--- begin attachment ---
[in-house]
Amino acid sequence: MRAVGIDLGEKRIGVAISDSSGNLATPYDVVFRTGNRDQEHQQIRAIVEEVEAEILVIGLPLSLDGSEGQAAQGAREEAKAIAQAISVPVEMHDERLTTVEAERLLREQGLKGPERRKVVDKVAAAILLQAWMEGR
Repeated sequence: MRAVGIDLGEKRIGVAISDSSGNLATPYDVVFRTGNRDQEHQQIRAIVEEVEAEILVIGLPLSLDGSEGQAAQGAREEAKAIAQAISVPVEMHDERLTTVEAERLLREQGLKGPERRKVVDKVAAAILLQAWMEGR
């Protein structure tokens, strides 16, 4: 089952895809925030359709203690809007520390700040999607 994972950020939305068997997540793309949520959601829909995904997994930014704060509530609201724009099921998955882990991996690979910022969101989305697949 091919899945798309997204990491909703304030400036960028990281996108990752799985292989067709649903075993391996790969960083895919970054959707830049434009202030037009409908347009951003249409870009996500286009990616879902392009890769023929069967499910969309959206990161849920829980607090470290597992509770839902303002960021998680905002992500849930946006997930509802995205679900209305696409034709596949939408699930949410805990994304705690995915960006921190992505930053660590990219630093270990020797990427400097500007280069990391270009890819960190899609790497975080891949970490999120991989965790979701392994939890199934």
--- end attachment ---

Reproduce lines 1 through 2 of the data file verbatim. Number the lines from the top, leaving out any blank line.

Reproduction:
[in-house]
Amino acid sequence: MRAVGIDLGEKRIGVAISDSSGNLATPYDVVFRTGNRDQEHQQIRAIVEEVEAEILVIGLPLSLDGSEGQAAQGAREEAKAIAQAISVPVEMHDERLTTVEAERLLREQGLKGPERRKVVDKVAAAILLQAWMEGR